Determinants of parathyroid hormone response to vitamin D supplementation: a systematic review and meta-analysis of randomised controlled trials. [PubMed]

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9 Comments

  1. Chris,
    Great article. Since I suffer from osteopenia, I was keenly interested.
    In the article, you were clear that the Thyroid monitors Vitamin D and calcium, and if it judges the supply inadequate, it increases PTH which pulls calcium from the bones.
    You also stated that calcitriol (pronounced cal-SIT-ree-ol I believe) increases absorption of calcium from the gut.
    However, what you didn’t cover, is:
    • How can one increase calcitriol?
    • Are calcitriol and PTH linked? That is, would increasing calcitriol decrease PTH?

    Thanks for all your hard work!
    Brian D.

  2. R What evidence do you have to say that light skin is that recent?

    Do you know that black skin is actually newer??

    The “Africans” from wich the racial branches of humanity split from are the Koisan… the oldest Africans.. far older than the Congoid or pygmid races. And the koisan has light copper skin.

    So Europeans and Eurasians etc. Never had a “black skinned” ancestor… the koisan branch leaves africa at 70.000 bp. By 40.000 bp you have the J branch (early caucasoids) springing in the near east. And by 30.000 bp the cromagnon (I haplogroup-nordic) is in europe.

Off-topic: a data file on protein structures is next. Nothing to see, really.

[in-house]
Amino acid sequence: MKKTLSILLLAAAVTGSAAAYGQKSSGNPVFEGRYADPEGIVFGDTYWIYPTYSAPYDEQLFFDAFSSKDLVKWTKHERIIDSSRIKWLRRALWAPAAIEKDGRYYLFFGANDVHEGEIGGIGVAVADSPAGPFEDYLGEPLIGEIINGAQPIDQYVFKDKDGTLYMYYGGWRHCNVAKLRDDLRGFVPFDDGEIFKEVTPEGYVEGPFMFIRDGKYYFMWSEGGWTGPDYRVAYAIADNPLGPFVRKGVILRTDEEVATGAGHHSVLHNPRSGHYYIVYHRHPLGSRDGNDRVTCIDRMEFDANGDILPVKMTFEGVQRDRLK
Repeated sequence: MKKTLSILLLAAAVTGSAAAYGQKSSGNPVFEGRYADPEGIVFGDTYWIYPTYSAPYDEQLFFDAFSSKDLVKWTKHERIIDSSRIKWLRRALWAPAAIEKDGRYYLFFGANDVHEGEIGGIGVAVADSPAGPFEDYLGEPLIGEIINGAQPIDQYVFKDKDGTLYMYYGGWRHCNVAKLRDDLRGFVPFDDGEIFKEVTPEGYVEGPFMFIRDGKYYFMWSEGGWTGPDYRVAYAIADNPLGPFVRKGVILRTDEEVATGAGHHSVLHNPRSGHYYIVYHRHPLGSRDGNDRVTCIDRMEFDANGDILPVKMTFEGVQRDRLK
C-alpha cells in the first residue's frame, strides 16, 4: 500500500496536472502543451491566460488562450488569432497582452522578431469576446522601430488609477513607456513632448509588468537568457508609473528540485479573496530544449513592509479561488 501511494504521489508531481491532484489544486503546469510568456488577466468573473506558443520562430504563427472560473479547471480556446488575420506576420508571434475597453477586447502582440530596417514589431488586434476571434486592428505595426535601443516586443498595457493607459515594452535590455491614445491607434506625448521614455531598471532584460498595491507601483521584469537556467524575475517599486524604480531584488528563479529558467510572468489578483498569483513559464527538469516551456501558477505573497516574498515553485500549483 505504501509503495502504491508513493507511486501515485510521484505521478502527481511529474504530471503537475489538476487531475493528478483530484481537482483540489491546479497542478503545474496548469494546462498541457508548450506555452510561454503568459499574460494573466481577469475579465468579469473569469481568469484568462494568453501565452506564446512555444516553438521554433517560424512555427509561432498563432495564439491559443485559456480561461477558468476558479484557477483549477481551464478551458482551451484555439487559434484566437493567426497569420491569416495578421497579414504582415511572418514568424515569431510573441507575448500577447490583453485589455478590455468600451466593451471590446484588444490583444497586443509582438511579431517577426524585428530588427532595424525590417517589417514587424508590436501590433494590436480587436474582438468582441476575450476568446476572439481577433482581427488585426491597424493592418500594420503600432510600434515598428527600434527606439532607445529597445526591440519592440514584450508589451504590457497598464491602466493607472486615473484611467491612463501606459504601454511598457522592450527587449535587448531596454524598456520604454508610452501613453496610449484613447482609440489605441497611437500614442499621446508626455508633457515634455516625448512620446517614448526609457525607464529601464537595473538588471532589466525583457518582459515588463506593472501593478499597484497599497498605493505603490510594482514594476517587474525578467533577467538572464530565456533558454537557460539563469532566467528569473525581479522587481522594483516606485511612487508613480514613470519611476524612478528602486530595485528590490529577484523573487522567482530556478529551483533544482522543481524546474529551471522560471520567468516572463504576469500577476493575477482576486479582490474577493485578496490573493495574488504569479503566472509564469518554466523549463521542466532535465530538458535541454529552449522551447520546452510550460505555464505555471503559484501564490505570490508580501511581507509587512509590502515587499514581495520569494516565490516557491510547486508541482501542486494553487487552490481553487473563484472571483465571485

3. “Yes, please” to nutritional course (materials).

    (Ideally not at the expense of the podcast.)

    Especially if quantitative methods are emphasized along with concepts.

    I like the current approach (as in podcasts) of stand-alone audio with optional supporting text and video. Would like to see the same in a course.

    Keep up the good work!

  4. Interested in your courses and hopefully paid course will not make your podcasts rarer.

    By the way, what kind of contract with your employer makes it possible for you to offer nutrition courses outside your employers curricula? Similar secondary or additional job outside university/college is usually tightly regulated but of course always negotiable.

  5. >>Should I offer online nutrition classes?

    No I prefer the current model much better. All the content free on the podcast. Earn money by offering brief advertising to advertisers and sponsors such as US Wellness Meats etc. The current way is the best way to do it.

  6. Extremely helpful, Chris!

    Have you read much on the relationship between levels of 1,25/25 and how this impacts immune function?

    Thanks for the education!

  7. Another great podcast, Chris!

    I also wanted to let you know that I would be very interested in taking nutrition classes if you decide to offer them.

  8. I think the independent nutrition courses online are a fantastic idea. I am frequently asked for a systematic, comprehensive resource regarding micronutrients and currently have no recommendation.